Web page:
Should you exclude visitors from your website?
Since the beginning of 2015 it has been possible to subscribe to my newsletter and unfortunately there has not yet been a single issue.
One reason for the long delay is that since mid-2015 I have always been working at full capacity on customer contracts and have had to prioritize my time strongly so that the development of my own products is not coming short. The development of the newsletter system was not finished at the time and there was only a possibility to register, but no function to send newsletters. Third party systems were out of question because I don't want to give personal data like e-mail addresses to third parties.
In the last ten months I have focused primarily on the development of my products and have finally found the time to develop the missing functions, a layout for the newsletter and now I can finally start.
Structure of the newsletter
The newsletter is always opened with an article on a topic from the area of websites and web applications. Every now and then there will also be excursions into the field of IT security.
The article will be followed by a short review and outlook on the development of my own products, such as the Link-Checker, Sitemap-Generator and the digital business card.
At the very end there is a small collection of links to articles and blog posts worth reading, as well as important news from the field of IT security.
Block visitors from your website
We start with an article about whether you should exclude visitors from your website when they for example try to access the backend login URL.
I came across the German article Hide WP-Admin: Popular, complex and not very effective in a ad on Twitter. In response to the article, a commentator suggests to secure the website by simply changing the backend login URL with a plugin and completely blocking all visitors trying to access the default backend login URL from visiting the website, for example with fail2ban.
I consider this statement to be wrong on the one hand and on the other hand one also locks out legitimate visitors with such a measure. Tools like fail2ban should be used very carefully in my opinion, because they have some disadvantages and risks:
- Attackers often use large botnets and then every login attempt comes from a different IP. In these cases, the blocking does not do much good, but only slightly increases the effort for the attacker.
- The used IPs from botnets often belong to private persons or companies and they can also appear as legitimate visitors later, but with fail2ban they are permanently blocked.
- Many IP addresses are assigned dynamically and you never know who will use them after the attacker. Here, too, legitimate visitors may be locked out.
- In addition, any additional plugin represents a significant security risk, especially if it hooks into a sensitive process such as the login.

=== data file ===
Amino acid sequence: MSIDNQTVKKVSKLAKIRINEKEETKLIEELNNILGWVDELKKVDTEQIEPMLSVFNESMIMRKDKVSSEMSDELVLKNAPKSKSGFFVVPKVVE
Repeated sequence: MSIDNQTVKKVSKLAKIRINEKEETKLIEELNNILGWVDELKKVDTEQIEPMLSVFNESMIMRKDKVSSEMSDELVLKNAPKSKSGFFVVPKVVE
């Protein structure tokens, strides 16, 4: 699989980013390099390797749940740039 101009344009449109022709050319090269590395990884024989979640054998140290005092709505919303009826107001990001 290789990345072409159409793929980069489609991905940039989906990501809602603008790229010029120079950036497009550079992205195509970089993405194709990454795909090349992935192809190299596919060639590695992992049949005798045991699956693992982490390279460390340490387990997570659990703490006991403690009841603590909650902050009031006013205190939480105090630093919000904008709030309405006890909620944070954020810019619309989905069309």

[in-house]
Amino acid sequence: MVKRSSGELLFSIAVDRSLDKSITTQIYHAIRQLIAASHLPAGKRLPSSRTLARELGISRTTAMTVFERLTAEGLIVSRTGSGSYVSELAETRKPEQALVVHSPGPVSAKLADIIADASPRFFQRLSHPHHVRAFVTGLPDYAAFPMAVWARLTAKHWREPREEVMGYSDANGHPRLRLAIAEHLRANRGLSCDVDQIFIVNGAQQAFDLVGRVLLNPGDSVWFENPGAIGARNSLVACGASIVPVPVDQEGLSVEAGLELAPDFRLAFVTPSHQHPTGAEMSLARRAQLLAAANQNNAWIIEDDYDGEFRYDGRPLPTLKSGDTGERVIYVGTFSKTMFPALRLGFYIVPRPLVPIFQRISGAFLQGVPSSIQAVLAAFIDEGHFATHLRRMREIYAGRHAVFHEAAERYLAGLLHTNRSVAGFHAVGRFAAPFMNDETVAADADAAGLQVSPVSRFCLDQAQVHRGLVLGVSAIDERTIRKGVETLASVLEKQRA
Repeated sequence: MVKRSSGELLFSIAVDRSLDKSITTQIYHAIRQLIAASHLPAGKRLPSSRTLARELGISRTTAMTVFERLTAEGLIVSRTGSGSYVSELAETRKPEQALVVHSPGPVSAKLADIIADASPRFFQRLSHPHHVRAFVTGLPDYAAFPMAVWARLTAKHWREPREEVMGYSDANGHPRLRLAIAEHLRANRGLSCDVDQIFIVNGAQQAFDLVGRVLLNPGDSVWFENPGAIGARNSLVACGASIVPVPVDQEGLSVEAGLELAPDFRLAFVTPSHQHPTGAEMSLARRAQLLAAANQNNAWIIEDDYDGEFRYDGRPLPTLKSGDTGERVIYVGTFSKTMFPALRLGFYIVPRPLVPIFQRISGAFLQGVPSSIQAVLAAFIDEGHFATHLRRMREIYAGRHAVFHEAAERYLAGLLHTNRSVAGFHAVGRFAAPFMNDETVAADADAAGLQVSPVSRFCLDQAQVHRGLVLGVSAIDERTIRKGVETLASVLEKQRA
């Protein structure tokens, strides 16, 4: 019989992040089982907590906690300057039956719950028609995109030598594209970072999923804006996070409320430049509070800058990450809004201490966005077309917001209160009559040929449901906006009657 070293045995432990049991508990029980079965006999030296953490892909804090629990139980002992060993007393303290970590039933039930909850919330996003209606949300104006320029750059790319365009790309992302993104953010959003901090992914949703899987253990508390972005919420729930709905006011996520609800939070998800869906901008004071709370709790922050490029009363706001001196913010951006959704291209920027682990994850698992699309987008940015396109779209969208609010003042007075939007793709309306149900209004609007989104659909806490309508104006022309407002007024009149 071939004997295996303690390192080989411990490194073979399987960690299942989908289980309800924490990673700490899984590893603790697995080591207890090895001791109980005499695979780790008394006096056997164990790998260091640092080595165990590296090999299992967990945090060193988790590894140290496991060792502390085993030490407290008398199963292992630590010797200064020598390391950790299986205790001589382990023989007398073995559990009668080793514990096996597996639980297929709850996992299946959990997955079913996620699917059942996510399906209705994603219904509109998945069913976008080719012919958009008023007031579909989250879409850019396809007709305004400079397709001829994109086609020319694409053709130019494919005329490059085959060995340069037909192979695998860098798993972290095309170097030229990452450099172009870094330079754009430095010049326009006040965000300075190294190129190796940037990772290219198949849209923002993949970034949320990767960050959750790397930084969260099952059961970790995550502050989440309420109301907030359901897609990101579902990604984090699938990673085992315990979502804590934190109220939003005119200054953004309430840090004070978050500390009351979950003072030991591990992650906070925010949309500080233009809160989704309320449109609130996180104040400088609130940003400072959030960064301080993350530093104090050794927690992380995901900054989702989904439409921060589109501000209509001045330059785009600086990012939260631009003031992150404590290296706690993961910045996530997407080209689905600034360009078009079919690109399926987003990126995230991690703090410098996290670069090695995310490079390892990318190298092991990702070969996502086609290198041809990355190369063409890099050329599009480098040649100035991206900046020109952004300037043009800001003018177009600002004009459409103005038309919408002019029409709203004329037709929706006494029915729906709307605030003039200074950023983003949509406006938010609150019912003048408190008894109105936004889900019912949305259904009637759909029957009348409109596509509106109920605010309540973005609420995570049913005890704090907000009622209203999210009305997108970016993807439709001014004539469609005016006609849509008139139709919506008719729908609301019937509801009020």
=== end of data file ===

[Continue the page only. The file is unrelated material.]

Webmasters, web designers and web developers in particular are perhaps also familiar with the situation where you see a website where you suspect at first glance that Joomla or WordPress is being used and would like to check this assumption by briefly calling up the backend login URL. Such a check could already lead to a complete lock if fail2ban is used restrictively.
Personally, I don't think much of blocking visitors because of the risks involved and I also never experienced a wave of attacks that was so massive that, for example, the performance of the website was affected. It is much more sustainable:
- to always keep the content management system (CMS) up to date,
- change the default username of the admin account if necessary,
- choose a secure password and
- to secure the login with two-factor authentication.
The review is more detailed in the first newsletter, as a lot has happened in the last four years. For a long time my main products were the sitemap generator and link checker. Both products are available as online tool, WordPress plugin and Joomla extension. They are quite successful and are used together about 10'000 times per month.
At the end of 2018 and beginning of 2019 I developed the web application myFOTOSHOOT for photographers. It allows the creation of customer galleries and the collection of feedback and photo selections from customers. Unfortunately, the start was not very successful, because I underestimated the market size and the majority of photographers only do photography as a side-job. I still have some good ideas for pivoting the product, but the further development has currently no priority.
In the middle of 2019 I started with the development of the digital business card (German only) and published a first version in the middle of July. The start is promising so far and new users register daily.
In the next one or two weeks I will take care of the further development of the Sitemap Generator. For now, the following three functions are planned:
- Support for Sitemaps with more than 50'000 URLs by splitting the Sitemap into several small Sitemaps.
- Hosting Sitemaps directly on my server.
- Processing of the Last-Modified headers and include the information in the sitemap.
Thereupon I will either invest time in the further development of the digital business card or extend my website tools and make them publicly available.
I already use the website tools internally for monitoring websites for updates and for the daily, automated creation of backups. In addition, I would like to integrate the Link Checker and Sitemap Generator, as well as develop other tools that I need for technical search engine optimization.